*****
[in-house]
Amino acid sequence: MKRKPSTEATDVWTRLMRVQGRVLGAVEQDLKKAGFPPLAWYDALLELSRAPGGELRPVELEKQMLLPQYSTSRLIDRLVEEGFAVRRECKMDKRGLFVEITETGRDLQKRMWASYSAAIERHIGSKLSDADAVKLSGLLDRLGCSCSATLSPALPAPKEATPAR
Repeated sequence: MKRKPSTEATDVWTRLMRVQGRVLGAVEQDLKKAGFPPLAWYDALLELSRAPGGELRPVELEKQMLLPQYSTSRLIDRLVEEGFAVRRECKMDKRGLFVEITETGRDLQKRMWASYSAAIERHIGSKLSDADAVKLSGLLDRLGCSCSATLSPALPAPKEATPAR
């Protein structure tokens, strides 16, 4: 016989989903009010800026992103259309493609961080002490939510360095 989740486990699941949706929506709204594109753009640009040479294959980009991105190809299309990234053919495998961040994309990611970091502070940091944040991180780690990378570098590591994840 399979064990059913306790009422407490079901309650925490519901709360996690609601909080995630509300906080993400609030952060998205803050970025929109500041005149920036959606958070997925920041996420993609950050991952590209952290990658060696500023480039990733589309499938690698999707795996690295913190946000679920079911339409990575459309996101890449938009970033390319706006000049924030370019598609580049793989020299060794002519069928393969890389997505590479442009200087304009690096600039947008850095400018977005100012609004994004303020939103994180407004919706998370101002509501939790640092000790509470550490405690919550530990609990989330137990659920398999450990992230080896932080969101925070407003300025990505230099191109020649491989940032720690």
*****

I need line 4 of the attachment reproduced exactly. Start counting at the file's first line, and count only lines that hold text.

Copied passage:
């Protein structure tokens, strides 16, 4: 016989989903009010800026992103259309493609961080002490939510360095 989740486990699941949706929506709204594109753009640009040479294959980009991105190809299309990234053919495998961040994309990611970091502070940091944040991180780690990378570098590591994840 399979064990059913306790009422407490079901309650925490519901709360996690609601909080995630509300906080993400609030952060998205803050970025929109500041005149920036959606958070997925920041996420993609950050991952590209952290990658060696500023480039990733589309499938690698999707795996690295913190946000679920079911339409990575459309996101890449938009970033390319706006000049924030370019598609580049793989020299060794002519069928393969890389997505590479442009200087304009690096600039947008850095400018977005100012609004994004303020939103994180407004919706998370101002509501939790640092000790509470550490405690919550530990609990989330137990659920398999450990992230080896932080969101925070407003300025990505230099191109020649491989940032720690």